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ALPHV Ransomware Affiliate Targets Vulnerable Backup Installations to Gain Initial Access

April 3, 2023

Written by: Jason Deyalsingh, Nick Smith, Eduardo Mattos, Tyler McLellan

Mandiant has observed a new ALPHV (aka BlackCat ransomware) ransomware affiliate, tracked as UNC4466, target publicly exposed Veritas Backup Exec installations, vulnerable to CVE-2021-27876, CVE-2021-27877 and CVE-2021-27878, for initial access to victim environments. A commercial Internet scanning service identified over 8,500 installations of Veritas Backup Exec instances that are currently exposed to the internet, some of which may still be unpatched and vulnerable. Previous ALPHV intrusions investigated by Mandiant primarily originated from stolen credentials suggesting a shift to opportunistic targeting of known vulnerabilities. This blog post covers the UNC4466 attack lifecycle, indicators, and detection opportunities.

ALPHV emerged in November 2021 as a ransomware-as-a-service that some researchers have claimed is the successor to BLACKMATTER and DARKSIDE ransomware. While some ransomware operators enacted rules to avoid impacting critical infrastructure and health entities, ALPHV has continued to target these sensitive industries.


  • In March 2021, Veritas published an advisory reporting three critical vulnerabilities in Veritas Backup Exec 16.x, 20.x and 21.x.
  • On September 23, 2022, a METASPLOIT module was released which exploits these vulnerabilities and creates a session which the threat actor can use to interact with the victim system.
  • On October 22, 2022, Mandiant first observed exploitation of the Veritas vulnerabilities in the wild.

Attack Phases

Initial Compromise and Establish Foothold

In late 2022, UNC4466 gained access to an internet-exposed Windows server, running Veritas Backup Exec version 21.0 using the Metasploit module `exploit/multi/veritas/beagent_sha_auth_rce`. Shortly after, the Metasploit persistence module was invoked to maintain persistent access to the system for the remainder of this intrusion.

Internal Reconnaissance

After gaining access to the Veritas Backup Exec server, UNC4466 used Internet Explorer, the browser installed by default on older Windows systems, to download Famatech’s Advanced IP Scanner from its website, hxxps://download.advanced-ip-scanner[.]com. This tool is capable of scanning individual IP addresses or IP address ranges for open ports, and returns hostnames, operating system and hardware manufacturer information.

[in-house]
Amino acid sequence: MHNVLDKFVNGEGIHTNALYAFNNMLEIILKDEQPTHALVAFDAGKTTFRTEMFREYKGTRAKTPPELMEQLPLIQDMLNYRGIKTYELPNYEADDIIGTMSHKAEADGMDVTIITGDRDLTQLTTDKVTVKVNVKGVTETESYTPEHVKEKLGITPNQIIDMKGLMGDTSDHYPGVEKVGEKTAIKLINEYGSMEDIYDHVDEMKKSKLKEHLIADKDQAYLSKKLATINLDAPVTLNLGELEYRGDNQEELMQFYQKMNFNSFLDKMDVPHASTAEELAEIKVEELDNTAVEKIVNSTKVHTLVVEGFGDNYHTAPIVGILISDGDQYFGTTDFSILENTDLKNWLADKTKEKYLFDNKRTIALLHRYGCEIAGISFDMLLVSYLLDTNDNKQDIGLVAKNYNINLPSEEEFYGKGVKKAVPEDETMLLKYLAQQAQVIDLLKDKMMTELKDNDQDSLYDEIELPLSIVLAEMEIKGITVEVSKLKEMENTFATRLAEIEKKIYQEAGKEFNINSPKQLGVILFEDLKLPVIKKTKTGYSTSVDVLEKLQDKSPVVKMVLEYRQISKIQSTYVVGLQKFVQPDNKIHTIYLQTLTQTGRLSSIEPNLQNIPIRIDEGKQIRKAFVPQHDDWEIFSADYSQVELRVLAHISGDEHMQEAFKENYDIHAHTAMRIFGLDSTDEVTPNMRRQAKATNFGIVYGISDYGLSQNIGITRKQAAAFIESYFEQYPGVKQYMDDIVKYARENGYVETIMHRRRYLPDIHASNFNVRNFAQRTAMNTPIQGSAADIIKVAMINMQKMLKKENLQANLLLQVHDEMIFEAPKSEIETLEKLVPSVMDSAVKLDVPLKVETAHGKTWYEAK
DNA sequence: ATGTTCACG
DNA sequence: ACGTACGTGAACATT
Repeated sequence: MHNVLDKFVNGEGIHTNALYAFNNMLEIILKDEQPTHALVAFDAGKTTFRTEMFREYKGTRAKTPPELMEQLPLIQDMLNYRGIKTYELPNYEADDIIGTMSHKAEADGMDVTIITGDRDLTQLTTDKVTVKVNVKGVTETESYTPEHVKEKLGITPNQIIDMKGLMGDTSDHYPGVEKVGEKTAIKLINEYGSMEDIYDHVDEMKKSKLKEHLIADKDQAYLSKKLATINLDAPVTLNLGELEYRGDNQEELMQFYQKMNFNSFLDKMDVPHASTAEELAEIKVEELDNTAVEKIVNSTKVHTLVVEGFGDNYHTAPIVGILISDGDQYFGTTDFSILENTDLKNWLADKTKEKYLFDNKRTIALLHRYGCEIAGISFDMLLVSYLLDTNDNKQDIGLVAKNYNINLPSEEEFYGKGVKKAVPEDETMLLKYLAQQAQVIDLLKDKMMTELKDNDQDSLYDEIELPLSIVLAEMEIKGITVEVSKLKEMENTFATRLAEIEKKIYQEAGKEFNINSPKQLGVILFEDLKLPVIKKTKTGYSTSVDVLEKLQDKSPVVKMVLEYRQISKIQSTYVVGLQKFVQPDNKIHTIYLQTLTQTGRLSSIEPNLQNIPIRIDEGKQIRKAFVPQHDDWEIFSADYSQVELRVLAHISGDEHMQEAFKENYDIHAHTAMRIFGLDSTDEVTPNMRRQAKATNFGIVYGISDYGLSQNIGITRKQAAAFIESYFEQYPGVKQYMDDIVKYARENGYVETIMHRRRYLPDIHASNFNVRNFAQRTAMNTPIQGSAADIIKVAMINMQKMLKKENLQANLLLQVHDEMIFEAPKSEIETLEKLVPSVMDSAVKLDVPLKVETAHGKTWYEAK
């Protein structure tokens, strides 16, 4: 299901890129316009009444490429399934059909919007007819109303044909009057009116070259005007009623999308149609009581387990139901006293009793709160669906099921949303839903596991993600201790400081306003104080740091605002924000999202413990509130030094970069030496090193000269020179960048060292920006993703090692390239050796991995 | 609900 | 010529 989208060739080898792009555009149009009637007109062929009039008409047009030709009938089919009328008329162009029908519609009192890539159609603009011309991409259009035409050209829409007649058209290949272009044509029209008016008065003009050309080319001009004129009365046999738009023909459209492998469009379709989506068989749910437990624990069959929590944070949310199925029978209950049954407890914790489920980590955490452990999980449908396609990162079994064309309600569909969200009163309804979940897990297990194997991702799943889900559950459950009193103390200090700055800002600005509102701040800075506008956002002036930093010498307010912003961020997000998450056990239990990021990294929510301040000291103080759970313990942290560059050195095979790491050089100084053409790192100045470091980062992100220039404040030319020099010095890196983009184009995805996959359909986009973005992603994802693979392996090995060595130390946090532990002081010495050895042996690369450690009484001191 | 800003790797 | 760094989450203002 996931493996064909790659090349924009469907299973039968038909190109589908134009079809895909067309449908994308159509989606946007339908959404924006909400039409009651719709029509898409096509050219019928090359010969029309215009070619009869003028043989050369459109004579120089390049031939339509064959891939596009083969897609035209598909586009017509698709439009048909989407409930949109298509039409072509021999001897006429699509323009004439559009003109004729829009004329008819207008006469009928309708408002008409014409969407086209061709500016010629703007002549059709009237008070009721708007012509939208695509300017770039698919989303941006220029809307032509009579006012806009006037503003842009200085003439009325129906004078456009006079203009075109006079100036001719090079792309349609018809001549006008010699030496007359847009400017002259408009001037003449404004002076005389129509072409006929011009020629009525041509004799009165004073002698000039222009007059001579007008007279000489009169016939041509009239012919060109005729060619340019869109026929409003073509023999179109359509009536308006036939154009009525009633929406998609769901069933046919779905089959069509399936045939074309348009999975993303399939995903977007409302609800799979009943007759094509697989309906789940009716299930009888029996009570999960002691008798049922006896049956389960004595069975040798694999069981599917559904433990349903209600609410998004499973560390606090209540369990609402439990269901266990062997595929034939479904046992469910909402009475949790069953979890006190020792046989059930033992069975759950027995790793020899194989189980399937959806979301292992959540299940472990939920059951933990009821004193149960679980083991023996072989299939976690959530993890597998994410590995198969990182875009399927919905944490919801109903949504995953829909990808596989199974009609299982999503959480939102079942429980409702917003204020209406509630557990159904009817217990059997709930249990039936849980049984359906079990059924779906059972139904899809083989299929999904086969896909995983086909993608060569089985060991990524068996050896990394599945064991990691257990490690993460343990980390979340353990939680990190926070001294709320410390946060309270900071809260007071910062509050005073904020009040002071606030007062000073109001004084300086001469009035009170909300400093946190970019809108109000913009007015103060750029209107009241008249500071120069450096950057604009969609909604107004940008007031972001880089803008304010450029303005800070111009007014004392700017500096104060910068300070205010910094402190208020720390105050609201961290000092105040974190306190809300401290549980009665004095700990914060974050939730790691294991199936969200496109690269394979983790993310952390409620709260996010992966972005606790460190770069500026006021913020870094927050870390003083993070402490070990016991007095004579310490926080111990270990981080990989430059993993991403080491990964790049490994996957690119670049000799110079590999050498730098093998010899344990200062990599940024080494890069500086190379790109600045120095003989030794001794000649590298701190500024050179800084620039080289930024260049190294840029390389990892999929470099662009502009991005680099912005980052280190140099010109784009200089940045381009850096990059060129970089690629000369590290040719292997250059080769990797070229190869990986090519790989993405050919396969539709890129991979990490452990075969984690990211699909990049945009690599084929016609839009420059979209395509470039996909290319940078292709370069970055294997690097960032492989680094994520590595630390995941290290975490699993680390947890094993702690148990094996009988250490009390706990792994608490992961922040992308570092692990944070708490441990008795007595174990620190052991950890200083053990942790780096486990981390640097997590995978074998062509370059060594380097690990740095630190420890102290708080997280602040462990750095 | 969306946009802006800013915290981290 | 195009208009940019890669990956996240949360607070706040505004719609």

UNC4466 also made use of ADRecon to gather network, account, and host information in the victim’s environment. When executed by a privileged domain account, ADRecon generates several reports about the Active Directory environment, including the Trusts, Sites, Subnets, password policies, user and computer account listings. These reports can be generated in a variety of formats, including CSV, XML, JSON, and HTML.

Ingress Tool Transfer

UNC4466 made heavy use of the Background Intelligent Transfer Service (BITS) to download additional tools such as LAZAGNE, LIGOLO, WINSW, RCLONE, and finally the ALPHV ransomware encryptor.

Command and Control

UNC4466 leveraged SOCKS5 tunneling to communicate with compromised systems in the victim network. This technique is typically used to evade network defenses or other preventative network controls. Two separate tools were deployed to execute this technique, LIGOLO and REVSOCKS.

Escalate Privileges

The threat actor utilized multiple credential access tools, including Mimikatz, LaZagne and Nanodump to gather clear-text credentials and credential material.

In November 2022, UNC4466 utilized the MIMIKATZ Security Support Provider injection module (`MISC::MemSSP`). This module collects credentials in clear text as they are used, by manipulating the Local Security Authority Server Service (LSASS) on victim systems. This module creates a file named `C:\Windows\System32\mimilsa.log`.



[Nanodump] was also used to dump LSASS memory. Like the examples shown on Helpsystems' GitHub page, the output file specified was a file in the `C:\Windows\Temp` directory.

Defense Evasion

During operations, UNC4466 takes steps to evade detection. Apart from clearing event logs, UNC4466 also used the built in Set-MpPrefernce cmdlet to disable Microsoft Defender’s real-time monitoring capability.

powershell.exe Set-MpPreference -DisableRealtimeMonitoring 1 -ErrorAction SilentlyContinue

Command and Control

UNC4466 made use of BITS transfers (using the Start-BitsTransfer PowerShell cmdlet) to download various resources to the staging directory `c:\ProgramData`. Using this technique, SOCKS5 tunneling tools, REVSOCKS and LIGOLO were downloaded from their official GitHub repositories.

Complete Mission

UNC4466 deploys the Rust-based ALPHV ransomware. In Late 2022, UNC4466 added immediate tasks to the default domain policy. These tasks were configured to perform actions which disabled security software, downloaded the ALPHV encryptor, then execute it.